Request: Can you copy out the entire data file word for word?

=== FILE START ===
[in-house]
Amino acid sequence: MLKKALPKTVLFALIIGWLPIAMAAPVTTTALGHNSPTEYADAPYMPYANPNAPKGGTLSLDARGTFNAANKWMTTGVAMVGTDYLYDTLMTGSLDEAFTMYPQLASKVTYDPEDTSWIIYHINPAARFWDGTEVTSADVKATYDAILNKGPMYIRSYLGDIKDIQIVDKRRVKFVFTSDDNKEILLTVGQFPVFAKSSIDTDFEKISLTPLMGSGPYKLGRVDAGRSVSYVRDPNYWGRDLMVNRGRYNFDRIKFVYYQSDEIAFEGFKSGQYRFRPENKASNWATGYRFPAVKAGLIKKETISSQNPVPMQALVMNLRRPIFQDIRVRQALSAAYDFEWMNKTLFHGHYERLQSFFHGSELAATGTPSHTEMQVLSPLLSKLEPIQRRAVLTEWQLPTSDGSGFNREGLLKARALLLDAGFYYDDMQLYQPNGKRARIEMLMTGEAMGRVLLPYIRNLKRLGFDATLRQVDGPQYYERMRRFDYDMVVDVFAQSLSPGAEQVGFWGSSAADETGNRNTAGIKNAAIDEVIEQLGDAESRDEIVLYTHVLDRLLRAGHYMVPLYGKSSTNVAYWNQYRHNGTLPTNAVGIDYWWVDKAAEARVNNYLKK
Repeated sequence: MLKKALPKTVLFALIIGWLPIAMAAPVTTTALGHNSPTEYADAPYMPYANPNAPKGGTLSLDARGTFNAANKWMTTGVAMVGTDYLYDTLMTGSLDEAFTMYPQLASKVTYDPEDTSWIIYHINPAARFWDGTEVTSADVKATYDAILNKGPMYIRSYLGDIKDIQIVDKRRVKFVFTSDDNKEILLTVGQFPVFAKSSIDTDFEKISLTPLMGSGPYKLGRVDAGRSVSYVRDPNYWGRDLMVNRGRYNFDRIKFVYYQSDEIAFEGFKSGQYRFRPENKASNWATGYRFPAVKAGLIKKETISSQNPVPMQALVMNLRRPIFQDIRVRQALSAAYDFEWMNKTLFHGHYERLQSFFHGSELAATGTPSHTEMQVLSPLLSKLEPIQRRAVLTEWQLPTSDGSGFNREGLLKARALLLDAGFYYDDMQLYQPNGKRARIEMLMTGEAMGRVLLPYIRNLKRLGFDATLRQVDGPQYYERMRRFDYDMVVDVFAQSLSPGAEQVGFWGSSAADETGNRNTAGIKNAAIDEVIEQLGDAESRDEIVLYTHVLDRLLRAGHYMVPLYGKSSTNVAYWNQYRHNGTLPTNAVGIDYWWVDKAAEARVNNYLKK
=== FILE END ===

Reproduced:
[in-house]
Amino acid sequence: MLKKALPKTVLFALIIGWLPIAMAAPVTTTALGHNSPTEYADAPYMPYANPNAPKGGTLSLDARGTFNAANKWMTTGVAMVGTDYLYDTLMTGSLDEAFTMYPQLASKVTYDPEDTSWIIYHINPAARFWDGTEVTSADVKATYDAILNKGPMYIRSYLGDIKDIQIVDKRRVKFVFTSDDNKEILLTVGQFPVFAKSSIDTDFEKISLTPLMGSGPYKLGRVDAGRSVSYVRDPNYWGRDLMVNRGRYNFDRIKFVYYQSDEIAFEGFKSGQYRFRPENKASNWATGYRFPAVKAGLIKKETISSQNPVPMQALVMNLRRPIFQDIRVRQALSAAYDFEWMNKTLFHGHYERLQSFFHGSELAATGTPSHTEMQVLSPLLSKLEPIQRRAVLTEWQLPTSDGSGFNREGLLKARALLLDAGFYYDDMQLYQPNGKRARIEMLMTGEAMGRVLLPYIRNLKRLGFDATLRQVDGPQYYERMRRFDYDMVVDVFAQSLSPGAEQVGFWGSSAADETGNRNTAGIKNAAIDEVIEQLGDAESRDEIVLYTHVLDRLLRAGHYMVPLYGKSSTNVAYWNQYRHNGTLPTNAVGIDYWWVDKAAEARVNNYLKK
Repeated sequence: MLKKALPKTVLFALIIGWLPIAMAAPVTTTALGHNSPTEYADAPYMPYANPNAPKGGTLSLDARGTFNAANKWMTTGVAMVGTDYLYDTLMTGSLDEAFTMYPQLASKVTYDPEDTSWIIYHINPAARFWDGTEVTSADVKATYDAILNKGPMYIRSYLGDIKDIQIVDKRRVKFVFTSDDNKEILLTVGQFPVFAKSSIDTDFEKISLTPLMGSGPYKLGRVDAGRSVSYVRDPNYWGRDLMVNRGRYNFDRIKFVYYQSDEIAFEGFKSGQYRFRPENKASNWATGYRFPAVKAGLIKKETISSQNPVPMQALVMNLRRPIFQDIRVRQALSAAYDFEWMNKTLFHGHYERLQSFFHGSELAATGTPSHTEMQVLSPLLSKLEPIQRRAVLTEWQLPTSDGSGFNREGLLKARALLLDAGFYYDDMQLYQPNGKRARIEMLMTGEAMGRVLLPYIRNLKRLGFDATLRQVDGPQYYERMRRFDYDMVVDVFAQSLSPGAEQVGFWGSSAADETGNRNTAGIKNAAIDEVIEQLGDAESRDEIVLYTHVLDRLLRAGHYMVPLYGKSSTNVAYWNQYRHNGTLPTNAVGIDYWWVDKAAEARVNNYLKK